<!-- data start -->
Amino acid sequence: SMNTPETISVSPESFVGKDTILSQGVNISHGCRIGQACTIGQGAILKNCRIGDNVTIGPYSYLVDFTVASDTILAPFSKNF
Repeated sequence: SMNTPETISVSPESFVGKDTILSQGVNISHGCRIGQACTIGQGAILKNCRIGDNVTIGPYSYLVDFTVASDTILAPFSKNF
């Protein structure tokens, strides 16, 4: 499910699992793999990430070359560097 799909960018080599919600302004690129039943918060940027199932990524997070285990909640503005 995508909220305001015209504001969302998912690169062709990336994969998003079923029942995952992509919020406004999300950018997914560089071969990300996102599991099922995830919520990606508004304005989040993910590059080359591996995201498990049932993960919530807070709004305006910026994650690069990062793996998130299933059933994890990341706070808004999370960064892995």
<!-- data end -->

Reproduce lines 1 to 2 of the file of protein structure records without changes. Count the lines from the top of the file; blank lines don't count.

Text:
Amino acid sequence: SMNTPETISVSPESFVGKDTILSQGVNISHGCRIGQACTIGQGAILKNCRIGDNVTIGPYSYLVDFTVASDTILAPFSKNF
Repeated sequence: SMNTPETISVSPESFVGKDTILSQGVNISHGCRIGQACTIGQGAILKNCRIGDNVTIGPYSYLVDFTVASDTILAPFSKNF